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David Zavadsky in 2005  Hello, I'm David Zavadsky, and this is my personal site.

Since this is a Web site, a quirky biography referencing my time on the Internet seems appropriate. In 1990, my mom was kind enough to let me get a CompuServe account. That was when online access was billed by the hour, not by the month--in fact, it was $22.80 per hour for 2400 bps access. I used the CompuServe account to download files for my new Mac IIcx during my senior year of high school.

I went to the UW-Madison starting in 1991, and soon received an e-mail via the Internet from a friend who was going to college in Massachusetts. Tired of $22.80 per hour, I headed to the UW Computer Science department and arranged for an account on their VAX cluster so that I could write e-mails to my friend at more reasonable rates--somewhere around $5.00 per hour if memory serves.

In 1992, I started taking classes in the Computer Science department and got a free dial-up account, and by 1993 the UW was offering dial-up Internet accounts to all students. As you might imagine the e-mail traffic increased, and soon the Web started to become much more popular than FTP sites and "Gopherspace."

I graduated from the UW in 1995, and was forced to fend for myself in terms of Internet access. In October 1995, I registered the digimad.com Web address to be a portal into a computer BBS I was running; that never went anywhere. I also signed up with a local provider for dial-up access, and got, as part of my monthly fee, a small amount of space for Web pages. In the winter of 1996 I went to a conference in Minneapolis as part of my job, and came back with an interest in setting up a couple of Web pages. And so, I became a Web publisher.

Getting a web site hosted in the early days was kind of a chore; there were lots of providers, in every price range, and with varying service. Actually that's still true, and finding a web hosting provider that can do a decent job with e-mail is not easy. I was with AIT for a while, but I hated their terms and conditions so I dumped them for an outfit called FeaturePrice, which wound up going belly-up in a really ugly way. Then I was with DR2.net, run by an enterprising guy with a great attitude; that company was eventually sold and merged to become Mesopia, and then finally got bought by WebHostPlus which became an absolute disaster and I believe also went belly-up. I'm now with a company called RimuHosting, with servers in Texas and support all over the world (though my money goes to New Zealand), and my site and e-mail are all on their own virtual server, so I have control over OS-level stuff on the server side. If you know what you're doing, definitely check them out.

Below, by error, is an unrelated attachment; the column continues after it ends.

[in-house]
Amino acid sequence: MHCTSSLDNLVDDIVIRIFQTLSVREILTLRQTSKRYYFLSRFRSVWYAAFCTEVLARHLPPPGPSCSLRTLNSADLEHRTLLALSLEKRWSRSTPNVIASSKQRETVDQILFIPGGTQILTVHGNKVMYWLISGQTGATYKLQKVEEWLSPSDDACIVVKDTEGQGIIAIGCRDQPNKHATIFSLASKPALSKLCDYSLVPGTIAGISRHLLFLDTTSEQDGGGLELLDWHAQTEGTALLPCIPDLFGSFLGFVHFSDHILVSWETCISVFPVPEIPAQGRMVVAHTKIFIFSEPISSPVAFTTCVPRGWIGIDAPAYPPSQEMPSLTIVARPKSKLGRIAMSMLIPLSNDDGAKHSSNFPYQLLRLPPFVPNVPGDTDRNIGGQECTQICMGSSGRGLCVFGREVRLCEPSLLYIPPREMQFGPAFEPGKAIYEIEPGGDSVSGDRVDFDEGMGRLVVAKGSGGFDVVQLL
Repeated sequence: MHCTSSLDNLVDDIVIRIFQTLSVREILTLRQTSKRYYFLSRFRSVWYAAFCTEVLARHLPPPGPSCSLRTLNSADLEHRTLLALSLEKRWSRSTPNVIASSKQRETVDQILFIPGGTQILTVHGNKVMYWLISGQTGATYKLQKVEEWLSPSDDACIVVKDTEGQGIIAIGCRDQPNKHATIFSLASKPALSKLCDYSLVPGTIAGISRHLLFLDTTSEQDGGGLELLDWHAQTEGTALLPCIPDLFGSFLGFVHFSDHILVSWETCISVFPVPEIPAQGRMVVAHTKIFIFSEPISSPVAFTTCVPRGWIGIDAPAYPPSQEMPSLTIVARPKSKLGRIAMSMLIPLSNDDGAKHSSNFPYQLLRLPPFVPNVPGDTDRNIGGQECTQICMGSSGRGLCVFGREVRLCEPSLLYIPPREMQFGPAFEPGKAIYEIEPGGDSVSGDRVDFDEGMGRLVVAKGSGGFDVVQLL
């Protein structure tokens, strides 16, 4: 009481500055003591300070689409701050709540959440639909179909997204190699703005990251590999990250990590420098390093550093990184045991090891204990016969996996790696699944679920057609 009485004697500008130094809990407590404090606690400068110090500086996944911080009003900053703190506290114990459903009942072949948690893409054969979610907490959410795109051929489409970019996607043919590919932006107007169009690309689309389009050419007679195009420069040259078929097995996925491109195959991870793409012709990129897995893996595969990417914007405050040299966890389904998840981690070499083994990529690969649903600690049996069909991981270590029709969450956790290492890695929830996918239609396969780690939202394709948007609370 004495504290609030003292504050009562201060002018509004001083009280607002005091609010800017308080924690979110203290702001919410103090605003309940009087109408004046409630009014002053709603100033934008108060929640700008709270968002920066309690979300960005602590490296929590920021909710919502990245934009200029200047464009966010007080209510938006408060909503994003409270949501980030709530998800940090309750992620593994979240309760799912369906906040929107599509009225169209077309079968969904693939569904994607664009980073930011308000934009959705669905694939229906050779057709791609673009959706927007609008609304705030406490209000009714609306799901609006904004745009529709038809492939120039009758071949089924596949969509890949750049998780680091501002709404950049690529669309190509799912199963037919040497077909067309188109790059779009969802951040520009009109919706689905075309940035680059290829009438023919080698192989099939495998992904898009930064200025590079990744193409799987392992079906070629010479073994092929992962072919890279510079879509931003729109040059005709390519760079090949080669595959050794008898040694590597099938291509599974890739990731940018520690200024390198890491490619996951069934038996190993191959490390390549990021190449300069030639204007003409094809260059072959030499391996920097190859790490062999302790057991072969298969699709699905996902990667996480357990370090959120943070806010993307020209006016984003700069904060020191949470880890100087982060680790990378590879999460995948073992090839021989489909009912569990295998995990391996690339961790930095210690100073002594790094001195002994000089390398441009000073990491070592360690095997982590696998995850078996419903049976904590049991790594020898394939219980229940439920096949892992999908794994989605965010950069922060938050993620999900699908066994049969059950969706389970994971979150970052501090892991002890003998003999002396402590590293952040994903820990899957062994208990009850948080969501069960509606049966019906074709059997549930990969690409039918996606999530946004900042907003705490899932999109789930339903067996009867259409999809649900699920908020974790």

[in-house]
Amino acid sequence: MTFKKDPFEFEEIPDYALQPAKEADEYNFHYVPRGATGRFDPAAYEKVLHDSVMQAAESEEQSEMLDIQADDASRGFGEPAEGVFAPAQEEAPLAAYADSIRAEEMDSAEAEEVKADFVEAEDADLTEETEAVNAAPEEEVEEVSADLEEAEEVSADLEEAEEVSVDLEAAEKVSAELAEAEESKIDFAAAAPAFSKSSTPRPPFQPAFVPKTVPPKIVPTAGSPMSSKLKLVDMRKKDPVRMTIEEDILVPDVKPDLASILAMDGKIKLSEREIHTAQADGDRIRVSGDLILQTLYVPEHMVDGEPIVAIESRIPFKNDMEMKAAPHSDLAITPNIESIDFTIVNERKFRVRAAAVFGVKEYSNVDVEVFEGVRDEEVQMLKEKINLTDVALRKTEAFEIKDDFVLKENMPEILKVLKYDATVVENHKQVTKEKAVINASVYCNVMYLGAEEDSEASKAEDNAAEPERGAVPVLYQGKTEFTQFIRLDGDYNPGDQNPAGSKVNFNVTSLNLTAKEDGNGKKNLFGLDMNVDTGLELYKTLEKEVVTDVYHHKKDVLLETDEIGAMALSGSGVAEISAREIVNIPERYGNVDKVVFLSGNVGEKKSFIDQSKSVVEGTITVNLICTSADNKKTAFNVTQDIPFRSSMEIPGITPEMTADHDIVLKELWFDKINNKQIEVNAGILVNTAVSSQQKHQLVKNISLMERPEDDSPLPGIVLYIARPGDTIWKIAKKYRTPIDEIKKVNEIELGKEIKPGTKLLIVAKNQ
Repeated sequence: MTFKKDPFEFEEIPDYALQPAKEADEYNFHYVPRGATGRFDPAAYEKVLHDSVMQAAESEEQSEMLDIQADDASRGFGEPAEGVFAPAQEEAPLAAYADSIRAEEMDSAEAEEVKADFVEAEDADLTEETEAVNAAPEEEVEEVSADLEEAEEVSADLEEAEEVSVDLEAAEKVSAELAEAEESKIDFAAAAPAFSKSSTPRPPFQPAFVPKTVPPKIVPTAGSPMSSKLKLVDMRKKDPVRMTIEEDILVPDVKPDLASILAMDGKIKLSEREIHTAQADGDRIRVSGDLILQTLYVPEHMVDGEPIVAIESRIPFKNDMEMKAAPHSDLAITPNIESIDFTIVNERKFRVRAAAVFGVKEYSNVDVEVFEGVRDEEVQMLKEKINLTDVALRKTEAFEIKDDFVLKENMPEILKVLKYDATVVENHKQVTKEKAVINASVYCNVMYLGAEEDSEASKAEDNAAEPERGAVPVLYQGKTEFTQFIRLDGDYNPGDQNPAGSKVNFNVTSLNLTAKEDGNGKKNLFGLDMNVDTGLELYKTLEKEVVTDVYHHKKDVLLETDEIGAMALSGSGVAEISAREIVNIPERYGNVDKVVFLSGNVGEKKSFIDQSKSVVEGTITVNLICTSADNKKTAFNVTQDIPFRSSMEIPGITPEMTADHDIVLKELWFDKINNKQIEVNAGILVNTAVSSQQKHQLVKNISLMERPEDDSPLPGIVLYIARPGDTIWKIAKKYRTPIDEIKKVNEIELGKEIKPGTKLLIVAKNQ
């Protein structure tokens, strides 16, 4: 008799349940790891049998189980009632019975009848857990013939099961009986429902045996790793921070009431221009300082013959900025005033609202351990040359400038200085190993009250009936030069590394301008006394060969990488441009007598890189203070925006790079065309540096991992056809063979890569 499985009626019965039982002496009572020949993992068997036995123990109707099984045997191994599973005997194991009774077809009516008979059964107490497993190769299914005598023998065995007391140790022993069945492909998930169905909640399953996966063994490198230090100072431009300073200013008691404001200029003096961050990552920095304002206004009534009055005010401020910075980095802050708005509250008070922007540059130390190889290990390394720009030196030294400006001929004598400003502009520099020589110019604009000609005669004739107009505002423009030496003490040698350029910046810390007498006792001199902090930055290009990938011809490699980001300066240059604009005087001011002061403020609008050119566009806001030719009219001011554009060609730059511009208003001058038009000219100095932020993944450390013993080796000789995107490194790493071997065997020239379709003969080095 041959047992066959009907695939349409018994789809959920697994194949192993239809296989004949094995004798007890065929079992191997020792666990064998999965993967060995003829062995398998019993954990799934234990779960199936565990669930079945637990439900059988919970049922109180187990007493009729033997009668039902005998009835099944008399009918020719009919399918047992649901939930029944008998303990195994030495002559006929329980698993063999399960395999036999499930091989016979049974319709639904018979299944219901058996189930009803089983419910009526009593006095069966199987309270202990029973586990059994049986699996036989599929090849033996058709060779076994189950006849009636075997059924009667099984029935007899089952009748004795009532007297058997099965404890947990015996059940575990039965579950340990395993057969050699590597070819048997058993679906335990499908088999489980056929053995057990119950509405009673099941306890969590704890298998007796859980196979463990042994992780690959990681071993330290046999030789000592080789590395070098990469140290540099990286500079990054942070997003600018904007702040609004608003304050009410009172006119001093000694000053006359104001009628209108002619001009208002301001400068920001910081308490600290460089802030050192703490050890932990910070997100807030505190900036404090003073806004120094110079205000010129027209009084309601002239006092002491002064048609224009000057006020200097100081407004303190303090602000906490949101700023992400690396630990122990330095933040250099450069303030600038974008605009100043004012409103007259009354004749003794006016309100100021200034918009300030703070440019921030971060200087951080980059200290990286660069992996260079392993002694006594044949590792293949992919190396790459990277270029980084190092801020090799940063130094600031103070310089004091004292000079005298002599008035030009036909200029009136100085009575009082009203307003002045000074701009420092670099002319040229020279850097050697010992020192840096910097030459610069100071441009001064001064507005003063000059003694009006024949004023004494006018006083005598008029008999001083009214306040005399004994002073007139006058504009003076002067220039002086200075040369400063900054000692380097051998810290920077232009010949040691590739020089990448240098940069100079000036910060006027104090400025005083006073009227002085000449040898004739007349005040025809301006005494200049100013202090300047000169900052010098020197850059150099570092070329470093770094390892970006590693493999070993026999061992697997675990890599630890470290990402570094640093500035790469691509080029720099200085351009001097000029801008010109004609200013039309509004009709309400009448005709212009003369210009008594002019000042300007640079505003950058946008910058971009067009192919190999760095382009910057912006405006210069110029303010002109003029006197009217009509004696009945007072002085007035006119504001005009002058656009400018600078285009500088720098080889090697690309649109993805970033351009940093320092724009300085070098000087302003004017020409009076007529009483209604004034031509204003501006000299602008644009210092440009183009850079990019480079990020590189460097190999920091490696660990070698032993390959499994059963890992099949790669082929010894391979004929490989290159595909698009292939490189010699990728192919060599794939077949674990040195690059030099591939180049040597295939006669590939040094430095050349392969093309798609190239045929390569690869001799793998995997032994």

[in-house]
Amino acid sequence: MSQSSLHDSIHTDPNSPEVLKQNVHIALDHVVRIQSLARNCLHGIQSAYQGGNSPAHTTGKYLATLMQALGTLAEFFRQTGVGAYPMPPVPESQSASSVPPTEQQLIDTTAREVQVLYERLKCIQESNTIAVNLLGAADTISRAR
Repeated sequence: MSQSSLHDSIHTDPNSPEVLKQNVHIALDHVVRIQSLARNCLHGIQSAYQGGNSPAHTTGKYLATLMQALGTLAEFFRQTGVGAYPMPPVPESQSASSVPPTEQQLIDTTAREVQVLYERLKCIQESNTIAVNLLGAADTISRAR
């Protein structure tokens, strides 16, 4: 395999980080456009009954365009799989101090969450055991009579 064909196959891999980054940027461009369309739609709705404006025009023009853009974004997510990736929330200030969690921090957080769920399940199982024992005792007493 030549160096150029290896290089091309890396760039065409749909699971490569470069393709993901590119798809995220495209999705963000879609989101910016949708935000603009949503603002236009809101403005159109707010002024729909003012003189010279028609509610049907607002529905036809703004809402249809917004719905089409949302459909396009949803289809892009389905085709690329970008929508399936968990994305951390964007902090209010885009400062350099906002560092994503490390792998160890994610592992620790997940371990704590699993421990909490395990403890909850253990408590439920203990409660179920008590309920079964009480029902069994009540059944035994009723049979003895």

Internet access is kind of a fun story, too. That 2400 bps CompuServe account was replaced by a 14.4 kbps modem to the UW, then a 28.8 kbps modem to my first dial-up provider, then a 128 kbps ISDN connection, then a 768 kbps cable modem, and then a 768 kbps DSL connection. I now have a 3 Mbps DSL connection, and I'm eyeing the 6 Mbps service, since I'm really close to the telco's hut. (It's on my condo association's property, with an easement, of course.) For the price of a bit more than an hour of 2400 bps CompuServe access in 1991, I now get a full month of 3 Mbps Internet access. How times have changed.

As far as computers go, I'm a hard-core Mac user, but truth be told I have a love for any device that gets the job done efficiently. Here's what's on my network, behind the firewalls:
  • PowerBook G4 (Mac OS 10.4; Intrepid)
  • Power Mac G4 (Mac OS 10.4; Arrakis)
  • Power Mac G4 Cube (Mac OS 10.4; Caprica)
  • Power Mac 7200 (Mac OS 8.6; Aldea)
  • IBM ThinkPad 360 (Win NT 4.0; Cassini)
  • AMD Athlon-based PC I built (Linux; Debian Etch; Kobol)
  • TiVo Series 1 (with network card hack)
  • TiVo Series 2 (two tuners, baby!)
  • TiVo Series 3 (now I just need an HD TV set...)
Of course the names are a bit all over the place, but in general I like naming computers after planets and ships in science fiction. I inherited the ancient ThinkPad from work (it's more than 10 years old and has a broken case) and I just have that around in case I should have an overwhelming desire to use Windows.

Welcome, and feel free to poke around my personal pages. You'll find the main sections along the top, and on occasion navigation and supplementary information will appear on the right. If you're interested in my latest travels, click on travels above. And if you're interested in my brewpub adventures, feel free to click on brew.

Have a great visit!

Last modified Monday, July 30, 2007

David Zavadsky

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